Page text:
Non-Surgical Treatment of Osteoarthritis in the Elderly

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If you’re over 55, chances are you’ve noticed some extra aches and pains in your joints. For some people, this can be a warning sign of osteoarthritis, which can become worse after 60. Osteoarthritis is the most common form of arthritis in elderly people, with about 30 million people suffering from the ailment in the United States.

Athletes, veterans, overweight people, women, and people with relatives with osteoarthritis are all at an increased the likelihood of developing osteoarthritis. Medications, surgery, and canes or crutches are the most common treatments of osteoarthritis.

However, there are non-invasive treatments as well, including chiropractic care.

Causes of osteoarthritis

Osteoarthritis occurs when there is a deterioration of the cartilage that creates a cushion between the bones in the joints. With enough wear and tear, the cartilage can deteriorate completely, leaving the two bones rubbing against each other.

As you age, your risk of developing osteoarthritis increases; however, former athletes, veterans, and obese people have a higher risk of developing osteoarthritis. In fact, 1 in 3 veterans develops osteoarthritis. Some people, depending on their weight, former professions, or former injuries, are more likely to develop osteoarthritis as early as their 40s. Any long-term condition or injury which has compromised the integrity of cartilage in the joints can lead to earlier symptoms of osteoarthritis.

Locations of osteoarthritis

The most common area of osteoarthritis development is in the knee. Knee pain is especially debilitating because it can cause many patients to lose their mobility and independence. Many patients end up relying on a walker or a cane when knee pain becomes too severe. When the cartilage is completely worn away, patients may have to face the risks and complications of a total knee replacement.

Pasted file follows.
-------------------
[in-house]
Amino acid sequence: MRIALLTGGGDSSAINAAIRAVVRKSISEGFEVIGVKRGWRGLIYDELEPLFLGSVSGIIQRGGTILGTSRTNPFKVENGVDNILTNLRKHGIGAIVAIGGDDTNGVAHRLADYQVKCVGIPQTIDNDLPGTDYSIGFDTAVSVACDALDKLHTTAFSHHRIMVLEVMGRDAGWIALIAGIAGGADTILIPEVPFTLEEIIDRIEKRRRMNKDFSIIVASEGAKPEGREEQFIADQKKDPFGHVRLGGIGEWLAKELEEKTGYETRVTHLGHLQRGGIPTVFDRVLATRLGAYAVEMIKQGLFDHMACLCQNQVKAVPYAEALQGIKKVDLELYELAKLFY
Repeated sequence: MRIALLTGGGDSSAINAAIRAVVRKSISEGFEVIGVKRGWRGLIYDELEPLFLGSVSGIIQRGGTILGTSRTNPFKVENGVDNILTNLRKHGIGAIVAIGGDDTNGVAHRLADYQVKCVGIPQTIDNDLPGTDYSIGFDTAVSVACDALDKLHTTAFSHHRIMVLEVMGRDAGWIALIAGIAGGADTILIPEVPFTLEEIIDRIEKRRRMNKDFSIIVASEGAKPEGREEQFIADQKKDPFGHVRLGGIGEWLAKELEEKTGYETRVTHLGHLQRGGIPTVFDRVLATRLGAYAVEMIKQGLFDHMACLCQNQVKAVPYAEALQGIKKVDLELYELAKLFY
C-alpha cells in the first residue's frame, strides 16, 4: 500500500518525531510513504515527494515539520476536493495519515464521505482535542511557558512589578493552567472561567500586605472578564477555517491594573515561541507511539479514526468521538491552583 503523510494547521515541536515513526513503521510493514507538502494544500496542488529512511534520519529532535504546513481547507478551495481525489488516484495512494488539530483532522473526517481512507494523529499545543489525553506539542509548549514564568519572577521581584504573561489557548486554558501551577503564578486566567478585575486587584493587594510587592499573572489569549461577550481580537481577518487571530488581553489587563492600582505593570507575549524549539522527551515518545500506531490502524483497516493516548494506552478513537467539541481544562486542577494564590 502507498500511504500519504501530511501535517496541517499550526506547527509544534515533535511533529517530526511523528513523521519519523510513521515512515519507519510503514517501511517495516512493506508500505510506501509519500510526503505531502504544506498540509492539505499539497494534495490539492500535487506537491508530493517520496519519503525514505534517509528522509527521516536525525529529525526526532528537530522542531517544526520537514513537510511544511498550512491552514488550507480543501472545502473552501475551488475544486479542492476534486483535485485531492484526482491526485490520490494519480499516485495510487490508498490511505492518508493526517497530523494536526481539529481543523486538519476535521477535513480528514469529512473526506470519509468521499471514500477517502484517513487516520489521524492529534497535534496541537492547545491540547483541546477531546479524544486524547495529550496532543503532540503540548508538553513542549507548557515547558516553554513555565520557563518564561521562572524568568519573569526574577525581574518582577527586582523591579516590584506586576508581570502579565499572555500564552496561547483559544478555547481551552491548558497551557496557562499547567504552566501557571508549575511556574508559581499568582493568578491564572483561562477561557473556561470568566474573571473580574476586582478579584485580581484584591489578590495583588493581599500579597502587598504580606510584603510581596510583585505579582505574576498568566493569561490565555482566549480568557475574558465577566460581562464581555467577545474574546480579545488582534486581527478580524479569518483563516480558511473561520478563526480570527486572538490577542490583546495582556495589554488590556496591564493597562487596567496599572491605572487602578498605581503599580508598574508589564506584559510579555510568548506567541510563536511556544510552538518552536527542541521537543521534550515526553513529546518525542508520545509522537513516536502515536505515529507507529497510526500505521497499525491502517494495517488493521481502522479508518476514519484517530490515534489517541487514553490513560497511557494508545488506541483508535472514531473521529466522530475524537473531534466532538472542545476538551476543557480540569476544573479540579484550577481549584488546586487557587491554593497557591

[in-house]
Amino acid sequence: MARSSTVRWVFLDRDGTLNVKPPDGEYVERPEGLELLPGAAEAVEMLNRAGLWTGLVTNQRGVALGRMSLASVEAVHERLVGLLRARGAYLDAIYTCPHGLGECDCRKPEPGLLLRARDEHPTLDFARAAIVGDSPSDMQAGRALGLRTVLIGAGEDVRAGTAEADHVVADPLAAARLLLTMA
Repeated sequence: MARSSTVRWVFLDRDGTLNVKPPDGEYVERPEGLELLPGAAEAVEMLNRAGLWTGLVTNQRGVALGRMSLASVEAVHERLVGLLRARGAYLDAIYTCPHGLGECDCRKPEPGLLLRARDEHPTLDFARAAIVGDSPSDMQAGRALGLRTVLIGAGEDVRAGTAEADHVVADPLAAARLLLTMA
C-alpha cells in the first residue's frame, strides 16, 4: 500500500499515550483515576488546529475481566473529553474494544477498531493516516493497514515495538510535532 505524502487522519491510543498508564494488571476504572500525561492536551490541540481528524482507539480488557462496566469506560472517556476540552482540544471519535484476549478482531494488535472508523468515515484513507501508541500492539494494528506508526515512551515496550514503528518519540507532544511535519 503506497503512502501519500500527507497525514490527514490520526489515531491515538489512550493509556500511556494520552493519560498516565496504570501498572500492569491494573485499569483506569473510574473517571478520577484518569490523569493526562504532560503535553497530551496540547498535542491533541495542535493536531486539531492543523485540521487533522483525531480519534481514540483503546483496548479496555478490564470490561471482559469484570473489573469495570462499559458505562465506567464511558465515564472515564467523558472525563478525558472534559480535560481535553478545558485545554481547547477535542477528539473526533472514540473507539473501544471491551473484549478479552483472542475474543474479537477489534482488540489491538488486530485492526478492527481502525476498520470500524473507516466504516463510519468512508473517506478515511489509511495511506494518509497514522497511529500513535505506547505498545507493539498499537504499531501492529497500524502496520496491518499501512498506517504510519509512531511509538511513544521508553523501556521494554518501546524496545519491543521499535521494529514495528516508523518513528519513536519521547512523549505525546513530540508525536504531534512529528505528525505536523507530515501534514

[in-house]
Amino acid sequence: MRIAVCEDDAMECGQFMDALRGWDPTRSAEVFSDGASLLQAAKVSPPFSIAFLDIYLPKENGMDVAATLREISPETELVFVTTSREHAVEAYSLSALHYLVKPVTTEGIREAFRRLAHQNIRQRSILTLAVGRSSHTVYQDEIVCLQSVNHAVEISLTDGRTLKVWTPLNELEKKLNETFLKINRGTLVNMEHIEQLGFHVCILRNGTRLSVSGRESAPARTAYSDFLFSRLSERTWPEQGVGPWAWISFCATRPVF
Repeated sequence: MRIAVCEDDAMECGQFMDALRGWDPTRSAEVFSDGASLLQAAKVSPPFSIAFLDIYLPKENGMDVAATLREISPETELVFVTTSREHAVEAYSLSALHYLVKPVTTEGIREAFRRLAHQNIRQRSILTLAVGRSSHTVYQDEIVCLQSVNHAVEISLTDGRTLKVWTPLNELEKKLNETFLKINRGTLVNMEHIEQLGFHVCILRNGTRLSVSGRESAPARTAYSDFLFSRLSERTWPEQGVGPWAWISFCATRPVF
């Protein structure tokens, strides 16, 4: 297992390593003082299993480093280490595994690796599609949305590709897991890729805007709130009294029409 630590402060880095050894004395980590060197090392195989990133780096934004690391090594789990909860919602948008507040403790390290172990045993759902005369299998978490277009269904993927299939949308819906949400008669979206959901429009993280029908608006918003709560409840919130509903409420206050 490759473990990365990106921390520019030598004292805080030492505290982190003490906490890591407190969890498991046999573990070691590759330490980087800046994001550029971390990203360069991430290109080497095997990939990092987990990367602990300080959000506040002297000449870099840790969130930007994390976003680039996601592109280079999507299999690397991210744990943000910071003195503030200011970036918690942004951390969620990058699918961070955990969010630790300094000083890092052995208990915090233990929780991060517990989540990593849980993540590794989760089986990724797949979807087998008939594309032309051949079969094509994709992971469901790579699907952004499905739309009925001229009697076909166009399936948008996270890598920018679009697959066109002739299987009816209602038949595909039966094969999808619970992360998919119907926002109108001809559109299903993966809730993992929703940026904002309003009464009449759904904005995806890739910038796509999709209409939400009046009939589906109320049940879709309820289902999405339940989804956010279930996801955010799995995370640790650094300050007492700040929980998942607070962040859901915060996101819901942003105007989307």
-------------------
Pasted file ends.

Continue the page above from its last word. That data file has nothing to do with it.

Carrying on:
The hip joint is another common and debilitating location of osteoarthritis. The pressure from the wearing down of bones and cartilage can lead to fractures in the hip and permanent disability. The need to use the hip joint for movement, much like the knee, can result in the use of walkers and canes, or a total hip replacement.

Other common joints affected by osteoarthritis include the fingers and hand, shoulder, elbow, ankle, neck, and back (known as Facet Joint Syndrome). All of these areas can cause a significant decrease in quality of life and activity and can become very serious debilitations.

Treatment options

Many treatment options for osteoarthritis include lifestyle changes such as losing weight and cutting out foods that may cause inflammation. Light exercise such as biking, swimming, and walking do not cause a lot of pressure on the joints and can increase blood flow.

If these options do not alleviate symptoms, or if deterioration continues, your doctor may suggest surgery such as a knee or hip replacement. With every surgery, there is the risk of complications and pain management afterward.

Chiropractic care is one of the best options for non-invasive treatments in Garden City, MI. Your chiropractor will go over your diagnosis and come up with a complete care plan to help alleviate your symptoms. Some treatments include ultrasound and electrostimulation to help improve blood flow and rebuild damaged tissue. Stretching exercises can greatly increase agility, flexibility, and strength to an area weakened by osteoarthritis.

Gentle manipulation of the spine and joints can also help stimulate blood flow and decrease nerve pain caused by compression and cartilage loss. Massage is another excellent way to increase blood flow to a compromised joint and decrease pain and stiffness caused by osteoarthritis.

Final thoughts

Don’t let pain interfere with your retirement travel and relaxation. Before taking the drastic step of surgery, or depending on pain medications for long periods of time, investigate non-invasive chiropractic care treatments instead.